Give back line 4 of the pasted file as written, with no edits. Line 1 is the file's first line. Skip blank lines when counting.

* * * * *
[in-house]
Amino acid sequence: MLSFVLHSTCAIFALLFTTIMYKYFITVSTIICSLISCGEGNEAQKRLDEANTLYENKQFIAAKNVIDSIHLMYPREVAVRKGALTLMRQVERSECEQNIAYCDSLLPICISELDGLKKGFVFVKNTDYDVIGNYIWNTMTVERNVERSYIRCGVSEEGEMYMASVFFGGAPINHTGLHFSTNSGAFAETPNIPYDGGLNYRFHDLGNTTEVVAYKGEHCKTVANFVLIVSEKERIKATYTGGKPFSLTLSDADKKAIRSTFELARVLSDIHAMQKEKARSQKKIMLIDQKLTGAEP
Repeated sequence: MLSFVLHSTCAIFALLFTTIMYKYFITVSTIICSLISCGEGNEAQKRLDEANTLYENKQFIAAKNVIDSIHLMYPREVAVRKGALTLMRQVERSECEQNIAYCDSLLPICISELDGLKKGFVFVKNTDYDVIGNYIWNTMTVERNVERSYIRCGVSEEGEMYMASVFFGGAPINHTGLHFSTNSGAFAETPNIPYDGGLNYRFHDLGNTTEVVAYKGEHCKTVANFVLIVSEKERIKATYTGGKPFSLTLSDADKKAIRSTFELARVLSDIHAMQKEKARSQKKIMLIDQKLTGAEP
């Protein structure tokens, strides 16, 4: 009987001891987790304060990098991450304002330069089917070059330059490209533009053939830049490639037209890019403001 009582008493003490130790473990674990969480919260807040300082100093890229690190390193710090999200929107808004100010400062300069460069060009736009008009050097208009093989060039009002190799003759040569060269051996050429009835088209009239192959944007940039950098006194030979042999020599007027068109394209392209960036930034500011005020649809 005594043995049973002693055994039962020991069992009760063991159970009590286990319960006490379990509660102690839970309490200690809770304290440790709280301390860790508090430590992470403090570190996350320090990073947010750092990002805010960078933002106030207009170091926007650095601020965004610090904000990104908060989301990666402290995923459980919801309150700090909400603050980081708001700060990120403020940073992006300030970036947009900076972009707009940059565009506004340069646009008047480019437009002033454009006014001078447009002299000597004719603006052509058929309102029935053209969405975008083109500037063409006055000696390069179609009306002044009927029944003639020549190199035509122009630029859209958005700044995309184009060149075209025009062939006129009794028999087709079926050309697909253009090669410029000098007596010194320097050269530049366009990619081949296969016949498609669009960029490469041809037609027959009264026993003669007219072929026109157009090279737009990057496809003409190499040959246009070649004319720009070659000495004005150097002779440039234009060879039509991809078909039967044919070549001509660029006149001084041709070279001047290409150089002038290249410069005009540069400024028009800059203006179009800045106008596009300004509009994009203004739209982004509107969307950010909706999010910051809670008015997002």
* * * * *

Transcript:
């Protein structure tokens, strides 16, 4: 009987001891987790304060990098991450304002330069089917070059330059490209533009053939830049490639037209890019403001 009582008493003490130790473990674990969480919260807040300082100093890229690190390193710090999200929107808004100010400062300069460069060009736009008009050097208009093989060039009002190799003759040569060269051996050429009835088209009239192959944007940039950098006194030979042999020599007027068109394209392209960036930034500011005020649809 005594043995049973002693055994039962020991069992009760063991159970009590286990319960006490379990509660102690839970309490200690809770304290440790709280301390860790508090430590992470403090570190996350320090990073947010750092990002805010960078933002106030207009170091926007650095601020965004610090904000990104908060989301990666402290995923459980919801309150700090909400603050980081708001700060990120403020940073992006300030970036947009900076972009707009940059565009506004340069646009008047480019437009002033454009006014001078447009002299000597004719603006052509058929309102029935053209969405975008083109500037063409006055000696390069179609009306002044009927029944003639020549190199035509122009630029859209958005700044995309184009060149075209025009062939006129009794028999087709079926050309697909253009090669410029000098007596010194320097050269530049366009990619081949296969016949498609669009960029490469041809037609027959009264026993003669007219072929026109157009090279737009990057496809003409190499040959246009070649004319720009070659000495004005150097002779440039234009060879039509991809078909039967044919070549001509660029006149001084041709070279001047290409150089002038290249410069005009540069400024028009800059203006179009800045106008596009300004509009994009203004739209982004509107969307950010909706999010910051809670008015997002």